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Consumer Reports Tests Mattresses, Results Inconclusive

After months of shopping, interviews with mattress makers, and evaluations of mattresses by industry experts, Consumer Reports concluded that there is no one best bed for everyone, no single brand is more or less prone to trouble and the most heavily advertised brands may not be the most comfortable.

The magazine enlisted the help of four couples who took mattresses home and slept on them for a month and an additional 59 staffers tried different models in the labs. One conclusion: comfort is relative.

The investigation includes results from an online poll in which 19 percent of innerspring-mattress owners complained about pressure to trade up to a costlier bed, and 15 percent said that the salesperson used a hard-sell approach.


Among some of the myths the investigation dispels:

Firmer is better. The best bed is the one that is most comfortable for you. Medical experts CR interviewed say there have been no well-controlled studies to indicate the best firmness overall.

Coil count is critical. Any number above 390 in a queen-size mattress should be plenty. CR consultants concluded that coils in all but the cheapest mattresses -- less than $800 for a queen-size -- are "overdesigned for their function."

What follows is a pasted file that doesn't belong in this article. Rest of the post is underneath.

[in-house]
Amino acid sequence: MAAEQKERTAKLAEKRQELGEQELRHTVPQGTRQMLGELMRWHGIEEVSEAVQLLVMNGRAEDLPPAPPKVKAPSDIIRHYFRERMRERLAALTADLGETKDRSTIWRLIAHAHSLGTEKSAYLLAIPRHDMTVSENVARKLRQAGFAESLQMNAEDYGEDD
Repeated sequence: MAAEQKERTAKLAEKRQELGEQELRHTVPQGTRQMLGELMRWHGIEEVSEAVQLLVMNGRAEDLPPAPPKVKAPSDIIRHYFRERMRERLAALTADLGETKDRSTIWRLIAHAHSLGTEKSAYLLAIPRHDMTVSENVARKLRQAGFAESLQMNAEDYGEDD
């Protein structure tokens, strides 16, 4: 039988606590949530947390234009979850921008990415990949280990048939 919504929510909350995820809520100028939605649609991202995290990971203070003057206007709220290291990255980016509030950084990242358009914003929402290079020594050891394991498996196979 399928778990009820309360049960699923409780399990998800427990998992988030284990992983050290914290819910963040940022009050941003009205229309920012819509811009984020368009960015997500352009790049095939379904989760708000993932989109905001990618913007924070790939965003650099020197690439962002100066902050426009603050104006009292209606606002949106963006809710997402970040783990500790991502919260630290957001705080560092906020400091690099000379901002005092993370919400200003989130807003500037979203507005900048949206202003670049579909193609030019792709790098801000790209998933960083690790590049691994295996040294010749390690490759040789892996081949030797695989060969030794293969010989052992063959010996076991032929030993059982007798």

A higher price guarantees a better bed. Anything but the cheapest mattresses can be a fine choice.

If you move in your sleep, the bed is to blame. Turning around while sleeping is normal; it's a problem only if it disrupts your sleep.

You must include a box spring, to be protected by the warranty. Despite sales pressure to buy both mattress and foundation, it's not always required.

Stores sell the same mattress under different names. Retailers often claim that their mattress A is comparable to a competitor's mattress B. Though you may find beds that are truly alike, most "comparables" CR studied had little in common.

How to Choose

Before you shop, the first thing you need to do is determine if you truly need a new mattress. A mattress can last 10 years, as long as your kids don't use it as a trampoline. Think about buying a new mattress if you are waking up tired or achy; tend to sleep better at hotels than at home; your mattress looks saggy or lumpy and if you're over the age of 40 and your mattress is five to seven years old -- bodies tolerate less pressure as they age.

CR also advises you choose the appropriate mattress size, as even healthy sleepers shift positions during the night, and cramped quarters can keep them from moving freely. When you are at the store, keep the following in mind: • Understand the name game. Manufacturers usually modify any innerspring mattress they make for different sellers, changing the color, padding, quilting pattern, and so forth. Consumers are the losers. Since such mattresses are at least somewhat different, and the names vary, you can't comparison shop.